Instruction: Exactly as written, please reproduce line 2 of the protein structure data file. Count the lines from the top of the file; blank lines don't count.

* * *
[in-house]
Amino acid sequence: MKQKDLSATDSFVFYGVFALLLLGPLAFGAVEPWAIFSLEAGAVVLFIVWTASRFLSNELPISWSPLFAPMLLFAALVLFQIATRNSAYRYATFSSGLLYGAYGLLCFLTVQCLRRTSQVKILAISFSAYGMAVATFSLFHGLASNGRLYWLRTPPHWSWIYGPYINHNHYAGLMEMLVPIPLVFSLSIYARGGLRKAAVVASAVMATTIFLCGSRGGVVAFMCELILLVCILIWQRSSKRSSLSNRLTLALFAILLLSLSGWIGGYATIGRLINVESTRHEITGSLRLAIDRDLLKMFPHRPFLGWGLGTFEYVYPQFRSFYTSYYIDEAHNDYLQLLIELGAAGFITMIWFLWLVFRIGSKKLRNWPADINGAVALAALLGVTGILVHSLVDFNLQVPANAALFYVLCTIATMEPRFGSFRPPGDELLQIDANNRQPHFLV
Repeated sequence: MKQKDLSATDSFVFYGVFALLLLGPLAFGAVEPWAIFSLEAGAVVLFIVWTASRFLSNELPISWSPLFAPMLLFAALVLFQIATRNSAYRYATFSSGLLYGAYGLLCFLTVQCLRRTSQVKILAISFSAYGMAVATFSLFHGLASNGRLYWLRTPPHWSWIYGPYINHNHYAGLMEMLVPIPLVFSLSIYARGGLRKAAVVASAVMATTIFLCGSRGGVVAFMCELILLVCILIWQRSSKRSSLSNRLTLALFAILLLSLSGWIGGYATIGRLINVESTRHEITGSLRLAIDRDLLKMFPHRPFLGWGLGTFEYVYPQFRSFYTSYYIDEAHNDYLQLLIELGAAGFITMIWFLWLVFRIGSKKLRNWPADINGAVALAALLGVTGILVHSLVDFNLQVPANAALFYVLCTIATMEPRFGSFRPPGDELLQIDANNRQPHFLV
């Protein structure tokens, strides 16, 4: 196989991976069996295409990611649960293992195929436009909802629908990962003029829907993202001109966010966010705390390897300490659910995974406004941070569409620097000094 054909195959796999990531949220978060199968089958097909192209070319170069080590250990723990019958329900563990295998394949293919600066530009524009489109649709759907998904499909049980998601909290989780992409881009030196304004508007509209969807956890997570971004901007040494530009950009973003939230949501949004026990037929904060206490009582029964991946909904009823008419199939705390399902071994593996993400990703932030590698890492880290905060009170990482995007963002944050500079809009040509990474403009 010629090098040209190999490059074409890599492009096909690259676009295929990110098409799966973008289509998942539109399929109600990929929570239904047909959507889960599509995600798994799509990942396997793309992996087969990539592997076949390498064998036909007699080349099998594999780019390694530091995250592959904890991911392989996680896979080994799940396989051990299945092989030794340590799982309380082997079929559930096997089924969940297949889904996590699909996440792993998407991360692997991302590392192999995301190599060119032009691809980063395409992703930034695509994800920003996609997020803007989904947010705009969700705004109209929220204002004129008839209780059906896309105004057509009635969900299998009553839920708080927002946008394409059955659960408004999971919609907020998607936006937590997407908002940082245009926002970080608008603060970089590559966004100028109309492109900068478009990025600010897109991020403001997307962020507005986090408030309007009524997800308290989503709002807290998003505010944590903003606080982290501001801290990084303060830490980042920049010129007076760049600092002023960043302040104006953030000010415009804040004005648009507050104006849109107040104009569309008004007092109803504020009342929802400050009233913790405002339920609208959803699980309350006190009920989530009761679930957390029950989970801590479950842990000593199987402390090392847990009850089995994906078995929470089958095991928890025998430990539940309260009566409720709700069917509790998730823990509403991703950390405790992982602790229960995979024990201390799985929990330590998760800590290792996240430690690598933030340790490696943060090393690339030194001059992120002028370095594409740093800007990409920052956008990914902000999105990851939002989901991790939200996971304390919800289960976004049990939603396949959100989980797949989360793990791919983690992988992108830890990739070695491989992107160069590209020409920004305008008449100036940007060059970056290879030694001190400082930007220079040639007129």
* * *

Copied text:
Amino acid sequence: MKQKDLSATDSFVFYGVFALLLLGPLAFGAVEPWAIFSLEAGAVVLFIVWTASRFLSNELPISWSPLFAPMLLFAALVLFQIATRNSAYRYATFSSGLLYGAYGLLCFLTVQCLRRTSQVKILAISFSAYGMAVATFSLFHGLASNGRLYWLRTPPHWSWIYGPYINHNHYAGLMEMLVPIPLVFSLSIYARGGLRKAAVVASAVMATTIFLCGSRGGVVAFMCELILLVCILIWQRSSKRSSLSNRLTLALFAILLLSLSGWIGGYATIGRLINVESTRHEITGSLRLAIDRDLLKMFPHRPFLGWGLGTFEYVYPQFRSFYTSYYIDEAHNDYLQLLIELGAAGFITMIWFLWLVFRIGSKKLRNWPADINGAVALAALLGVTGILVHSLVDFNLQVPANAALFYVLCTIATMEPRFGSFRPPGDELLQIDANNRQPHFLV